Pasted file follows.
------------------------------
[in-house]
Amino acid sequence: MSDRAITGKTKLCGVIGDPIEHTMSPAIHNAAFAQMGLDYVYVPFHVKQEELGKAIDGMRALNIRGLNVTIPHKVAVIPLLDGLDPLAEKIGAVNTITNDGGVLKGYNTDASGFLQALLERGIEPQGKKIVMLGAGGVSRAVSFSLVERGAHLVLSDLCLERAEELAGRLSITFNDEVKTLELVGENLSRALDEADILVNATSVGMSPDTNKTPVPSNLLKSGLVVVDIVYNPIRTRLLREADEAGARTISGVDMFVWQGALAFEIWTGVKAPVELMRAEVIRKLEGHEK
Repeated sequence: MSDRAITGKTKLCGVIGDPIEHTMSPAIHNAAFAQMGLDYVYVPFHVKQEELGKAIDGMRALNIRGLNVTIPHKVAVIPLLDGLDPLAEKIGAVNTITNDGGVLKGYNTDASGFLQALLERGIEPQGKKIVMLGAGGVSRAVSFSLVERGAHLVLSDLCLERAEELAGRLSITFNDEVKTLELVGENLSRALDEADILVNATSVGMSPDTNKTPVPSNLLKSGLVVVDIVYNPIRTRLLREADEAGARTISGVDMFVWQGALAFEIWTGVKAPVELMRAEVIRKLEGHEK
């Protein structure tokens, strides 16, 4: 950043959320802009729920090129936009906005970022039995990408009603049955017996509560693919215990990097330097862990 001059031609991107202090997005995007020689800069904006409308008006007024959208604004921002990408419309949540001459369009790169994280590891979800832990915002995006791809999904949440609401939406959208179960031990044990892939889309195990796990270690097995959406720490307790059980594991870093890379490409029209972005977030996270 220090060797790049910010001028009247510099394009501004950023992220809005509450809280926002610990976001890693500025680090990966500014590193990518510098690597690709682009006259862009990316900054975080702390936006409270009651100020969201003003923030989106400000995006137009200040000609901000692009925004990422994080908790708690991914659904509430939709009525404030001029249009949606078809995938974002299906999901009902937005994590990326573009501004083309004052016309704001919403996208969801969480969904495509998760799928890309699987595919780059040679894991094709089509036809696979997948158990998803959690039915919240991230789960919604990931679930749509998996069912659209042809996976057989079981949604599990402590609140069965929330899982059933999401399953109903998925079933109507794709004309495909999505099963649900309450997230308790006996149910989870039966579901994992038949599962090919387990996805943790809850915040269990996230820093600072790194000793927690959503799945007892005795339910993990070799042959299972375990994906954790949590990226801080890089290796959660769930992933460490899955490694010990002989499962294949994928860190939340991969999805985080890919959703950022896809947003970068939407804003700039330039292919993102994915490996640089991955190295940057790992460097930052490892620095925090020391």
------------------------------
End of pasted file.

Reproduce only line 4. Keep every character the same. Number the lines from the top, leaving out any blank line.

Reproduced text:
């Protein structure tokens, strides 16, 4: 950043959320802009729920090129936009906005970022039995990408009603049955017996509560693919215990990097330097862990 001059031609991107202090997005995007020689800069904006409308008006007024959208604004921002990408419309949540001459369009790169994280590891979800832990915002995006791809999904949440609401939406959208179960031990044990892939889309195990796990270690097995959406720490307790059980594991870093890379490409029209972005977030996270 220090060797790049910010001028009247510099394009501004950023992220809005509450809280926002610990976001890693500025680090990966500014590193990518510098690597690709682009006259862009990316900054975080702390936006409270009651100020969201003003923030989106400000995006137009200040000609901000692009925004990422994080908790708690991914659904509430939709009525404030001029249009949606078809995938974002299906999901009902937005994590990326573009501004083309004052016309704001919403996208969801969480969904495509998760799928890309699987595919780059040679894991094709089509036809696979997948158990998803959690039915919240991230789960919604990931679930749509998996069912659209042809996976057989079981949604599990402590609140069965929330899982059933999401399953109903998925079933109507794709004309495909999505099963649900309450997230308790006996149910989870039966579901994992038949599962090919387990996805943790809850915040269990996230820093600072790194000793927690959503799945007892005795339910993990070799042959299972375990994906954790949590990226801080890089290796959660769930992933460490899955490694010990002989499962294949994928860190939340991969999805985080890919959703950022896809947003970068939407804003700039330039292919993102994915490996640089991955190295940057790992460097930052490892620095925090020391």